How to Use an Eyelid Scrub for Dry, Flaky Lids

Plus the best eyelid scrubs to try.

<p>Anastasiia Korotkova/Getty Images</p>

Anastasiia Korotkova/Getty Images

If using a facial cleanser on your eyes isn’t cleaning as thoroughly as you’d like, you might want to consider using an eyelid scrub. And no, contrary to what it sounds like, an eyelid scrub is not some sort of abrasive formula with sugars or beads that you’d typically find in, say, a lip scrub.

Below, we go over everything you need to know about eyelid scrubs, including what, exactly, they are, what the benefits are, what the risks might be, and how to use them.

What Is an Eyelid Scrub?

According to Dr. Jeannette Graf, a board-certified dermatologist and Assistant Clinical Professor of Dermatology at Mt Sinai School of Medicine, an eyelid scrub is a gentle cleanser or wipe that’s used to clean the eye area of any dirt, bacteria, or oils. “It can help reduce any inflammation as it keeps the area clean,” she explains.

You can typically find an eyelid scrub in a few different formulas, including wipes, solutions that you use with a cotton round, or sprays that you spray directly onto your closed eyes.

Benefits of Eyelid Scrub

Eyelid scrubs have a plethora of benefits, and can be really helpful in terms of maintaining eye and eyelid health. Eyelid scrubs are recommended to help remove any foreign body agents, like particles from eye makeup, as well as bacteria, parasites, yeast, or fungus. “They can also be used to open the meibomian gland pores, which are essential glands on our upper and lower eyelids that secrete oil to keep liquid from evaporating too quickly from the eye,” explains Dr. Max Parikh, MD, a board-certified ophthalmologist and refractive surgeon at Nvision Eye Center in San Diego. “When used successfully, eyelid scrubs can even treat blepharitis (inflammation of the eyelid), improve dry eyes and decrease redness in eyes.”

Some other issues that eyelid scrubs can help treat include ocular rosacea and styes (chalazions). “They can help remove any accumulated debris such as dead skin, dirt, oil, and dried tear film, and are also useful to remove makeup and prevent clogging of pores,” explains Dr. Brett Frieman, DO, a board-certified ophthalmologist in Red Bank, NJ.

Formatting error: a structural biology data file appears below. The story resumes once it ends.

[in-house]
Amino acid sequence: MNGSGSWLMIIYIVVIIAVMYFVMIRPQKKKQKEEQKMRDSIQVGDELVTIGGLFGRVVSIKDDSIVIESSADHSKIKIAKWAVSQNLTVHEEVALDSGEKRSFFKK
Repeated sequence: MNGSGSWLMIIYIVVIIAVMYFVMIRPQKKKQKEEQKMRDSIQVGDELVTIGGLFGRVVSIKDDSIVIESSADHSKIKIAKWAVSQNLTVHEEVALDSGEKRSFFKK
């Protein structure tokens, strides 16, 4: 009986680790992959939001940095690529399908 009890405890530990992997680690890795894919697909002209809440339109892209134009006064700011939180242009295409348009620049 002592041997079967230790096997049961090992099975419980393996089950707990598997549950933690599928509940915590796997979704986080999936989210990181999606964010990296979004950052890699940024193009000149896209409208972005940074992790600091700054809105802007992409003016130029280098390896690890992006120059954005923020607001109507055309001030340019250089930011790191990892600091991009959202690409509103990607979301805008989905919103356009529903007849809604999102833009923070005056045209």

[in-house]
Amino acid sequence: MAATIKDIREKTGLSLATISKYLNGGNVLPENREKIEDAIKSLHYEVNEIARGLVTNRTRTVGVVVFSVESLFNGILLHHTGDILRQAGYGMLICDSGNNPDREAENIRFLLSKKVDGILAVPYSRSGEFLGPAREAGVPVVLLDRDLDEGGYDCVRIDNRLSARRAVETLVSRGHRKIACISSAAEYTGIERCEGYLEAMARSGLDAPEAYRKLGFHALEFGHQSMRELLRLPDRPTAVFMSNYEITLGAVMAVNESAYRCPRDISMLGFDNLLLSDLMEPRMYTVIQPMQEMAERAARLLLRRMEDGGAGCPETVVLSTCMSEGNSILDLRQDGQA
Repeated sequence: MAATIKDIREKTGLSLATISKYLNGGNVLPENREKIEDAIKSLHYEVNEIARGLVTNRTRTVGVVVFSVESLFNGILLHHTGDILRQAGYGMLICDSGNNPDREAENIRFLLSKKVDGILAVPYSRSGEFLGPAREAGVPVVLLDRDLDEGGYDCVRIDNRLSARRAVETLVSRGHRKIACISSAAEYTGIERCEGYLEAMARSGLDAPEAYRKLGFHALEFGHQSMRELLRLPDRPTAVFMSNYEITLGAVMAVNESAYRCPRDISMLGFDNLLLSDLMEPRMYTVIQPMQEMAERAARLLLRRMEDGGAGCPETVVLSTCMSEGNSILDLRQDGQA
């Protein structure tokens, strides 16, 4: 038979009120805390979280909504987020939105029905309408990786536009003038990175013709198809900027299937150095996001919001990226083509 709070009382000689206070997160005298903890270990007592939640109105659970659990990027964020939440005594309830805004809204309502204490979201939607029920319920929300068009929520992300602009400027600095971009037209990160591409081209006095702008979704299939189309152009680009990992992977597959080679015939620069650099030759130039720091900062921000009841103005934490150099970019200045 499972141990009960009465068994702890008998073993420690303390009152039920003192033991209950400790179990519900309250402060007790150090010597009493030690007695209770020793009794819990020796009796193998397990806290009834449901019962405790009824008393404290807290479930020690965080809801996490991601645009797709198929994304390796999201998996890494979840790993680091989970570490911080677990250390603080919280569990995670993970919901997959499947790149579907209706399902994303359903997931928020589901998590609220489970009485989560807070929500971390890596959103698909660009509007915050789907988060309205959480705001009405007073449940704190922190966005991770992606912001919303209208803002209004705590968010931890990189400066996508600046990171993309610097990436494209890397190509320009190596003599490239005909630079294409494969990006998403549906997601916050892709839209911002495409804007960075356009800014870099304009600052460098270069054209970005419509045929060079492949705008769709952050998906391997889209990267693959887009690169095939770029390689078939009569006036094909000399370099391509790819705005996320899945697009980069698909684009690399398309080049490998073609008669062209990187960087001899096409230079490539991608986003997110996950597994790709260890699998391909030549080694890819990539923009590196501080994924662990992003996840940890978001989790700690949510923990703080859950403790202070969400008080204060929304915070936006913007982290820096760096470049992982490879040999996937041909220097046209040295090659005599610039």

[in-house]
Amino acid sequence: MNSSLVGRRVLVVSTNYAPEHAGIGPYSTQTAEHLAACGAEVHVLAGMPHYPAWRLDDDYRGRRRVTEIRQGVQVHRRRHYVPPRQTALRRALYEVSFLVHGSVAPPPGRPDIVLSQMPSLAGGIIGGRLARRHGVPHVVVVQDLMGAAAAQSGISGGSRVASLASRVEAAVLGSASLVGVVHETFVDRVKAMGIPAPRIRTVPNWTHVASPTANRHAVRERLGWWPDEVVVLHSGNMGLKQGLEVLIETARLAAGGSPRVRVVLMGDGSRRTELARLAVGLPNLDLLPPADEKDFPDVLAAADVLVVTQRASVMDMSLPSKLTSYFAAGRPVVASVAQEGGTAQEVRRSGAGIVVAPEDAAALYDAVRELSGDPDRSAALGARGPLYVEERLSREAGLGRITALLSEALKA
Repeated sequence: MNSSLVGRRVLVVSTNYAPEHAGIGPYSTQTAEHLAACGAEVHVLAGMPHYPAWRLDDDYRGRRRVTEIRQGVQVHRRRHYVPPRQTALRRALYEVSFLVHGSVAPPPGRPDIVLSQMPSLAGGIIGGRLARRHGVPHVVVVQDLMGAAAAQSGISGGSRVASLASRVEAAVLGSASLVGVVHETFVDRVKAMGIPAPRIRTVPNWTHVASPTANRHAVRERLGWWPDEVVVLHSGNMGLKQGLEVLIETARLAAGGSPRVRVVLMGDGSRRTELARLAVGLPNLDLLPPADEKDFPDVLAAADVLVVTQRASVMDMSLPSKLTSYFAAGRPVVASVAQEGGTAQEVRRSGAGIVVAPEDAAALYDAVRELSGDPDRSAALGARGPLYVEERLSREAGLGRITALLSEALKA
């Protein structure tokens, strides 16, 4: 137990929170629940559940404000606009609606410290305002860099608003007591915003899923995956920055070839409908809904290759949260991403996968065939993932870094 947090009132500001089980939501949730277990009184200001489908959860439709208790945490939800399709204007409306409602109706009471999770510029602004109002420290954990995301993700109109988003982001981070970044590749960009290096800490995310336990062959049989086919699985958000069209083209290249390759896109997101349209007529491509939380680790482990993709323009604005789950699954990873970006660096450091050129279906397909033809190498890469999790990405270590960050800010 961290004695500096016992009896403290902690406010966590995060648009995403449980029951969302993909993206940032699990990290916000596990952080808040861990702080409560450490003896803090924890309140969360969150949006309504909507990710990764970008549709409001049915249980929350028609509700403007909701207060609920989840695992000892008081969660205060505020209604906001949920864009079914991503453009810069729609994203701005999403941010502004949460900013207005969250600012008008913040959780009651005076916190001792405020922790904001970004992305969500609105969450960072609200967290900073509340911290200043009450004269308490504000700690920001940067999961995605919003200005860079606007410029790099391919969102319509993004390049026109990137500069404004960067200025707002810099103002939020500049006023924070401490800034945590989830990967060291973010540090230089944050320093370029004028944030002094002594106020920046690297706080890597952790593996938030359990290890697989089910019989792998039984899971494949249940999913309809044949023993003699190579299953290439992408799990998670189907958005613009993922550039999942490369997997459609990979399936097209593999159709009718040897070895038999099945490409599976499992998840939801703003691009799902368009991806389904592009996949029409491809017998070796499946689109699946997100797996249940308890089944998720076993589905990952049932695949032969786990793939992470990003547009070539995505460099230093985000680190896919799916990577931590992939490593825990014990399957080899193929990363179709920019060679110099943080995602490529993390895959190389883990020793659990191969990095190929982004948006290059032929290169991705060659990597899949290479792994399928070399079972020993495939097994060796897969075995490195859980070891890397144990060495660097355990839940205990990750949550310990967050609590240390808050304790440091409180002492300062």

Risks of Using an Eyelid Scrub

In some situations, these scrubs can make the underlying condition worse. If the patient has a sensitivity to any of the components in the scrub, it can trigger an allergic reaction or inflammatory response, according to Dr. Parikh. “It also just may not solve the problem the patient is aiming to treat,” he says.

Additionally, if it is done too vigorously, eyelid scrubs may cause trauma to other structures in or around the eye, though this is rare. “Rubbing your eyes always comes with risk and is both a sign and symptom of keratoconus, a progressive eye disease where the cornea thins and weakens over time, forming a cone-like shape, distorting vision and, in severe cases, requiring a corneal transplant,” explains Dr. Parikh.

Finally, patients who have sensitivity or allergies should probably avoid eyelid scrubs or carefully choose the best method of applying them. Allergies can cause eyes and eyelids to become red, swollen, and itchy. “When patients have itchy eyes, they tend to rub them constantly, which may injure or weaken other structures of the eye (i.e., worsening keratoconus, displacing a LASIK flap, opening an incision from a previous eye surgery like RK or cataracts),” warns Dr. Parikh. “Thus, in general, we try to avoid recommending products or medications that can trigger an allergic response and exacerbate another condition.”